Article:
Push up Daisies: As a creative, how does the thought or fear of death drive you to create more?

Coup Jean: There was a time when I used to be scared of death. When I was little, my sister– she was my cousin, and she was 18 years my senior and she kind of raised me. She like my personal wonderwoman– actually, she was more than that– she was like my sun. I orbited around her. I had a deal with God back then– my father's chronically ill, so he's not going to survive for very long. My mother doesn't care about me, one way or the other, so it didn't really matter what happened to her at that point. So I'd made this deal with a higher power. Like, I know all of these people are going to die– my grandfather, my grandmother, my uncle and aunt, probably my father– I get it. I will never ask you for anything as long as you promise that you will always keep my sister by my side. So, I was scared of death for everyone else. The thought of my mortality hadn't really occurred to me at that point.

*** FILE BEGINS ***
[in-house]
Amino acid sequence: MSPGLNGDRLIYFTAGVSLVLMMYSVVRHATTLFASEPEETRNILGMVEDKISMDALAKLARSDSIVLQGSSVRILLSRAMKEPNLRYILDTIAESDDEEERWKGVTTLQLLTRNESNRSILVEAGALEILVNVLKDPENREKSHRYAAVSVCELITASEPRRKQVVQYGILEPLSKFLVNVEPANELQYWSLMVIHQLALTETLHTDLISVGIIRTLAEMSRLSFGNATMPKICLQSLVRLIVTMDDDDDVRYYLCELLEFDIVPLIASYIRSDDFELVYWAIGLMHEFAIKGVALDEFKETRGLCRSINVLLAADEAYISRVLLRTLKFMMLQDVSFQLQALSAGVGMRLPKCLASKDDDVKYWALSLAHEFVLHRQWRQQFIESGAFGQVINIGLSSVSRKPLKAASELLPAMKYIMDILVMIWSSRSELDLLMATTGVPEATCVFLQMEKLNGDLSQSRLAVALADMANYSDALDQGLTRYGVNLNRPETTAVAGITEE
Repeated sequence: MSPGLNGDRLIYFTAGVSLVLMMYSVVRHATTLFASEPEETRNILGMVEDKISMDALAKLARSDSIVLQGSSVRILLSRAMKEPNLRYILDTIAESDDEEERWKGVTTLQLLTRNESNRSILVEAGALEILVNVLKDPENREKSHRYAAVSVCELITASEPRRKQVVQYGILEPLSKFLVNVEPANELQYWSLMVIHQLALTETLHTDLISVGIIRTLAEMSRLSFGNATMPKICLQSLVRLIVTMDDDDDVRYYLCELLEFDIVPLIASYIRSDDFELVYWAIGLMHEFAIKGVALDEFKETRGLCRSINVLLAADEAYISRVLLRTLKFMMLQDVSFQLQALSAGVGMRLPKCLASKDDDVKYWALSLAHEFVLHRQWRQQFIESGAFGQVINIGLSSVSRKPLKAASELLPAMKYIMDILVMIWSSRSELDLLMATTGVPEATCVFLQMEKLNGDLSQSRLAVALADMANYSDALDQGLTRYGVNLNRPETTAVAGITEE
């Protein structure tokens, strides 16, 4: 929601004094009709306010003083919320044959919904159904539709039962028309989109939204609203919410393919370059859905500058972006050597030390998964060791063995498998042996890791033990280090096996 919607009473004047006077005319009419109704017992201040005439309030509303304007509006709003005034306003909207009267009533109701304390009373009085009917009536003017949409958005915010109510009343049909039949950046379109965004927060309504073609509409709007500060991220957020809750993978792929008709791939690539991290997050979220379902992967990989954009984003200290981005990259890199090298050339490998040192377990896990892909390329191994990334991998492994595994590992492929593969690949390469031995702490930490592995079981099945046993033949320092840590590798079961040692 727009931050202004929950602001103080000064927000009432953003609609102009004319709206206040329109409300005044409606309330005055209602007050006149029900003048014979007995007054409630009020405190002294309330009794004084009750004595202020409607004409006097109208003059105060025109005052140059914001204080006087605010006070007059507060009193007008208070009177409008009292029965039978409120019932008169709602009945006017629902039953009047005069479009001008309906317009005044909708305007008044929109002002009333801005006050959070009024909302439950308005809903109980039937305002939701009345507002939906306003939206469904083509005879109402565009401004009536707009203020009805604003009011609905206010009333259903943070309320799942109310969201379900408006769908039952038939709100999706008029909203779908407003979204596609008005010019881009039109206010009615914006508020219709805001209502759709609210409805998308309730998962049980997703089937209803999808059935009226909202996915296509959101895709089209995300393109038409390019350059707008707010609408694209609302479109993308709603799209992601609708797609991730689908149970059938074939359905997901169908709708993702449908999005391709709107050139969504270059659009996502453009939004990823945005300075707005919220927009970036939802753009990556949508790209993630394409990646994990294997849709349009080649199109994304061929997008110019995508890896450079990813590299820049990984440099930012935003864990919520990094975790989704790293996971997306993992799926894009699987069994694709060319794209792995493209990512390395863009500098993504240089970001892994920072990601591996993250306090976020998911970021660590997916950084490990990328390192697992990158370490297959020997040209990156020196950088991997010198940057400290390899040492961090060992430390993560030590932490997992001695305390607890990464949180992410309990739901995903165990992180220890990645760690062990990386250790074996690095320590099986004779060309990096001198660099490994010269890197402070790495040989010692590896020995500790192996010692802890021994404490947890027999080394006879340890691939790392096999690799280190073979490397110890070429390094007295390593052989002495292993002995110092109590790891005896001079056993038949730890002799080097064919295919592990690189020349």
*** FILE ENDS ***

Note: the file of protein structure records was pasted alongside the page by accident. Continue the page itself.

Now, with everything said and done, I'm no longer scared of death. There was a couple of years in between while making Aloe and before that, even– my sister had been suffering for months– and I'd gone on a trip to Chennai, and I remember she stayed up with me for the entire night while I travelled, which must've been very painful for her, I can't even imagine. But she did that, and I was in the mental space that if anything happens to her, my life is gone too. I don't want to live in a world without her. After she passed away, that went on in my head for quite some time. It was only recently that I started seeing my value again. I'd be remiss if I said that it was some great personal awawkening– it wasn't that. It was just the fact that she left survivors behind– she left an eight year-old son, she left my aunt who is as much a mother to me as she was to my sister. Now, I'm kind of holding on because I have to. I'm not scared of death anymore but I'm scared that everytime somebody dies, it'll take me by surprise because I'll never be ready for it.

Push up Daisies: How would you like to be remembered?